Lamborghini’s Polo Storico division is responsible for bringing old Raging Bulls back up to spec. That typically entails road-going supercars, but with this latest project, it’s ventured into the realm of vintage F1 cars, too.
What you’re looking at here is a 1992 Minardi M191B – one of the few F1 racers to have been powered by a Lamborghini engine. And its restoration now completed marks the first F1 car that the Polo Storico department has undertaken.
The experts at Polo Storico took seven months to bring the Minardi – a longtime fixture of the factory collection on display in the Lamborghini Museum – back to its original racing form. That included comprehensively restoring the twelve-cylinder engine, capable of producing nearly 700 horsepower. The tires, fuel tank, engine control unit, seat belts, and fire suppression system were all replaced under the watchful eye of Giancarlo Minardi – founder of the team now known as Scuderia Toro Rosso.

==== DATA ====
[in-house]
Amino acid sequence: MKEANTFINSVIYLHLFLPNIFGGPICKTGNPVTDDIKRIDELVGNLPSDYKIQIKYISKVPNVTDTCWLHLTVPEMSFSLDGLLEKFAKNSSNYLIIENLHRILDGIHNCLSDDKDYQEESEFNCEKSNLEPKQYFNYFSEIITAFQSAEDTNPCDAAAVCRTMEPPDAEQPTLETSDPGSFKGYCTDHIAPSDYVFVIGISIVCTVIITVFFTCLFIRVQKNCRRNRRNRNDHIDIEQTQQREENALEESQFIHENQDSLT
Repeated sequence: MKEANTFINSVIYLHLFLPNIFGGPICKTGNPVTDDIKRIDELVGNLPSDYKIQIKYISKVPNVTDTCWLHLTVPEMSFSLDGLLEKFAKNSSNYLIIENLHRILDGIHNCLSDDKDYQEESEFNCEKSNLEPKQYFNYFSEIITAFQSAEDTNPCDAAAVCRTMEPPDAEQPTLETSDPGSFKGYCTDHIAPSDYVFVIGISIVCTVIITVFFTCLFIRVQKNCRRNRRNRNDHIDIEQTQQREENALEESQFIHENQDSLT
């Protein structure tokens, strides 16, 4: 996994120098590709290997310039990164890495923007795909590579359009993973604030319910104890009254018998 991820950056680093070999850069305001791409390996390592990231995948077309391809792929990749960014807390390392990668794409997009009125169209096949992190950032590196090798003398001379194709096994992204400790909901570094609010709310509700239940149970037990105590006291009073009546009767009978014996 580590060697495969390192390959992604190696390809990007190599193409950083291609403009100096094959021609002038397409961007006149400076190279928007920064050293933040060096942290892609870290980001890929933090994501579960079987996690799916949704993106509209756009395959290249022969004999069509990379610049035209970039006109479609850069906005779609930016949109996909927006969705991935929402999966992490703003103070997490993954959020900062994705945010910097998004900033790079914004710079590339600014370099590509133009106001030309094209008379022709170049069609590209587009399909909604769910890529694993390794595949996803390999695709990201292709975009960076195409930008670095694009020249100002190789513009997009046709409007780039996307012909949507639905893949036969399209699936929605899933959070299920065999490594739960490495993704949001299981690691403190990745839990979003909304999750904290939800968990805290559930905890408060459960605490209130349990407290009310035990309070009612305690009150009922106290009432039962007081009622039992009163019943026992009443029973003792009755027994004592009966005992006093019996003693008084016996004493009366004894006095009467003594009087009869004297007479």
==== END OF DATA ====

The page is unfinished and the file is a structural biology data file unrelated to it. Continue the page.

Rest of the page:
“Seeing the models of 25 or 30 years ago is still exciting,” said Minardi. “They are the last cars before the beginning of telemetry and automatic transmissions. Apart from the growling noise, which still today brings back those wonderful times, it was a very flexible engine with enormous power starting from the low rpms.”
Chassis #003 didn’t achieve any major victories to speak of. Its best result was an eleventh-place finish at the hands of Christian Fittipaldi at the 1992 Spanish Grand Prix, before it was replaced by the newer M192 (also powered by Lamborghini). But then few of the single-seaters ever powered by the Raging Bull marque ever finished in the points, Aguri Suzuki’s podium finish in his native Japan in 1990 behind the wheel of a Larrousse Lola standing as a notable exception. But they’re part of Lamborghini’s history just the same, especially considering that the Italian automaker only supplied its engines for a brief five seasons of Formula One racing.